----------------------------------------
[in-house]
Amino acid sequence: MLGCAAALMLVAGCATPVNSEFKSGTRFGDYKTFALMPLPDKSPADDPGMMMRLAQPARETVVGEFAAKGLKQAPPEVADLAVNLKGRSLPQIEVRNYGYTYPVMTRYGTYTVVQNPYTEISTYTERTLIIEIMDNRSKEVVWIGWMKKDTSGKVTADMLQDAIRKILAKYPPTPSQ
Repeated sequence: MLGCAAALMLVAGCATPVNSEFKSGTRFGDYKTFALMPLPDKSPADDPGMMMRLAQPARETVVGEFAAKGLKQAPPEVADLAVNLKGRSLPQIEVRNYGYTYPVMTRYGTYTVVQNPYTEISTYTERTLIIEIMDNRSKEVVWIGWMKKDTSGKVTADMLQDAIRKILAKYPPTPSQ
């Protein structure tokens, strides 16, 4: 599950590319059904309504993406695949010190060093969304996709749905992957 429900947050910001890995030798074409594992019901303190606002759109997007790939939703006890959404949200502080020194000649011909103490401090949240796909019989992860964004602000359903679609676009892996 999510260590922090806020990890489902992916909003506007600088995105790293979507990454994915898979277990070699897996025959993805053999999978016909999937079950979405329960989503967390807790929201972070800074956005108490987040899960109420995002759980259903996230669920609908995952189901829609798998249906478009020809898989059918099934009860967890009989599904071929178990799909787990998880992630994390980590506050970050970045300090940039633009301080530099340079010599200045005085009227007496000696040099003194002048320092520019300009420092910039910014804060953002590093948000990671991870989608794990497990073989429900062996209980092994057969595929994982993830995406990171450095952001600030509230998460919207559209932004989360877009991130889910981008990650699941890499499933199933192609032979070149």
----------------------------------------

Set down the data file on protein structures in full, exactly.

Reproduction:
[in-house]
Amino acid sequence: MLGCAAALMLVAGCATPVNSEFKSGTRFGDYKTFALMPLPDKSPADDPGMMMRLAQPARETVVGEFAAKGLKQAPPEVADLAVNLKGRSLPQIEVRNYGYTYPVMTRYGTYTVVQNPYTEISTYTERTLIIEIMDNRSKEVVWIGWMKKDTSGKVTADMLQDAIRKILAKYPPTPSQ
Repeated sequence: MLGCAAALMLVAGCATPVNSEFKSGTRFGDYKTFALMPLPDKSPADDPGMMMRLAQPARETVVGEFAAKGLKQAPPEVADLAVNLKGRSLPQIEVRNYGYTYPVMTRYGTYTVVQNPYTEISTYTERTLIIEIMDNRSKEVVWIGWMKKDTSGKVTADMLQDAIRKILAKYPPTPSQ
């Protein structure tokens, strides 16, 4: 599950590319059904309504993406695949010190060093969304996709749905992957 429900947050910001890995030798074409594992019901303190606002759109997007790939939703006890959404949200502080020194000649011909103490401090949240796909019989992860964004602000359903679609676009892996 999510260590922090806020990890489902992916909003506007600088995105790293979507990454994915898979277990070699897996025959993805053999999978016909999937079950979405329960989503967390807790929201972070800074956005108490987040899960109420995002759980259903996230669920609908995952189901829609798998249906478009020809898989059918099934009860967890009989599904071929178990799909787990998880992630994390980590506050970050970045300090940039633009301080530099340079010599200045005085009227007496000696040099003194002048320092520019300009420092910039910014804060953002590093948000990671991870989608794990497990073989429900062996209980092994057969595929994982993830995406990171450095952001600030509230998460919207559209932004989360877009991130889910981008990650699941890499499933199933192609032979070149």